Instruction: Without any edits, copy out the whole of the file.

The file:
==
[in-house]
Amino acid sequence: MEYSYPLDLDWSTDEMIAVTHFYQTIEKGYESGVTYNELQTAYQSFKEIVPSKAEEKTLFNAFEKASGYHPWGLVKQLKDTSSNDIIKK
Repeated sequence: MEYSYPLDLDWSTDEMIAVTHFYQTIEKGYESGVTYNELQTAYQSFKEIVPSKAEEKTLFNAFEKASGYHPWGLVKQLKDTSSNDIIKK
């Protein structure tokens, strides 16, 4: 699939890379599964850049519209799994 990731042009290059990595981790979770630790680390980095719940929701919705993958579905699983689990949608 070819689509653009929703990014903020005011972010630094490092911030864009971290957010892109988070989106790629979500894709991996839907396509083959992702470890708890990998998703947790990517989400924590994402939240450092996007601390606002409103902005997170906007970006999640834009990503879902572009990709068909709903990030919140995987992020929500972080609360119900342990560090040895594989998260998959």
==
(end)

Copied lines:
[in-house]
Amino acid sequence: MEYSYPLDLDWSTDEMIAVTHFYQTIEKGYESGVTYNELQTAYQSFKEIVPSKAEEKTLFNAFEKASGYHPWGLVKQLKDTSSNDIIKK
Repeated sequence: MEYSYPLDLDWSTDEMIAVTHFYQTIEKGYESGVTYNELQTAYQSFKEIVPSKAEEKTLFNAFEKASGYHPWGLVKQLKDTSSNDIIKK
């Protein structure tokens, strides 16, 4: 699939890379599964850049519209799994 990731042009290059990595981790979770630790680390980095719940929701919705993958579905699983689990949608 070819689509653009929703990014903020005011972010630094490092911030864009971290957010892109988070989106790629979500894709991996839907396509083959992702470890708890990998998703947790990517989400924590994402939240450092996007601390606002409103902005997170906007970006999640834009990503879902572009990709068909709903990030919140995987992020929500972080609360119900342990560090040895594989998260998959």